Sealand, Longtime Home To Killer Whales, Closes

VICTORIA, B.C. - After more than two decades as home to killer whales and other captive sea creatures, Oak Bay's Sealand of the Pacific has closed.

In pouring rain, some visitors took their last opportunity Sunday to see glistening orcas Nootka, Haida and her 10-month-old calf as they circled and leapt in their 70- by 100-foot pool.

Once a well-accepted tourist attraction, Sealand increasingly came under criticism by environmentalists and others opposed to the confinement of whales.

Two whale calves were born within five weeks of each other on Dec. 24, 1991, and last Feb. 4, making Sealand the only whale pool in the world to have had two mothers and two calves in the same pool. The second calf, born to Nootka, died 36 days later.

In 1982, Miracle, an orphan whale rehabilitated from near death at Sealand, died in a tangle of net cut by an animal activist attempting to free it.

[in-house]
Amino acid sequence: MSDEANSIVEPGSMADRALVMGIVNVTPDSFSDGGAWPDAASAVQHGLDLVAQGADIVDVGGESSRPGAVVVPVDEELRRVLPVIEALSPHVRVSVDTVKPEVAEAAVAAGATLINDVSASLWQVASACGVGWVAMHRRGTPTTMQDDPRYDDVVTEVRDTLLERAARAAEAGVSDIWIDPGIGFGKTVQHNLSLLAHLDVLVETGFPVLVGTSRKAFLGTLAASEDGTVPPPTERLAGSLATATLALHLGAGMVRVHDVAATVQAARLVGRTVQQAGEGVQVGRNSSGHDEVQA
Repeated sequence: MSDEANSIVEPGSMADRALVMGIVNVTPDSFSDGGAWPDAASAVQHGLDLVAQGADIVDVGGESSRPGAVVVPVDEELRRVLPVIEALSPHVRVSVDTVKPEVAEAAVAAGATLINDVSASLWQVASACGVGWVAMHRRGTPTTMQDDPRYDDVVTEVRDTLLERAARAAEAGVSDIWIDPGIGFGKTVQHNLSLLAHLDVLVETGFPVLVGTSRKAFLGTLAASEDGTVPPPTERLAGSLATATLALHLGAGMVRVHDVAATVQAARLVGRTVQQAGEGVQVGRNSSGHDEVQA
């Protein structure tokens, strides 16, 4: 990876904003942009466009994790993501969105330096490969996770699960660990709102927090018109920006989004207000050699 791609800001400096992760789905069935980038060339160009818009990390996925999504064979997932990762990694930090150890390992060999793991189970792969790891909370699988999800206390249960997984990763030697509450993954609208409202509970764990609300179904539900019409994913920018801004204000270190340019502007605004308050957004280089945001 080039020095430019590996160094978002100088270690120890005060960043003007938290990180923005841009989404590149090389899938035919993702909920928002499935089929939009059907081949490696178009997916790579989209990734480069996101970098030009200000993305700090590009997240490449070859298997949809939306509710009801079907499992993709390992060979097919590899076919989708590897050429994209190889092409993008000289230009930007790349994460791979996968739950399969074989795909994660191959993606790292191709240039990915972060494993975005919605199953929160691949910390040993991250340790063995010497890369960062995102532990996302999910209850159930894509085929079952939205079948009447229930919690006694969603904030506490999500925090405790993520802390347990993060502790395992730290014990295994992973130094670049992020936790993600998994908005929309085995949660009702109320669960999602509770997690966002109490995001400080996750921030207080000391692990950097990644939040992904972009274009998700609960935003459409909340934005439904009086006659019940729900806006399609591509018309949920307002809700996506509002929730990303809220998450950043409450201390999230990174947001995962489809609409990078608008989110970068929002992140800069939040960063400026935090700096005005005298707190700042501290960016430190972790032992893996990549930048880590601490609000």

The captivity debate escalated sharply Feb. 20, 1991, when Sealand trainer Keltie Bryne fell into the whale pool and was forcibly submerged by three adult orcas, the first time killer whales in captivity had killed.

Oak Bay council made removal of the whales by the end of 1993 a condition of renewing the lease of Sealand owner Bob Wright, who will now redevelop the Oak Bay marina area.

Wright has sold Sealand's whales to SeaWorld of Orlando, Fla. The purchase price was not released but is believed to be $3 million to $5 million.

When the original Haida was purchased in 1969, the going rate for whales was $5,000.

SeaWorld applied a year ago for permits for all three adults then living at Sealand.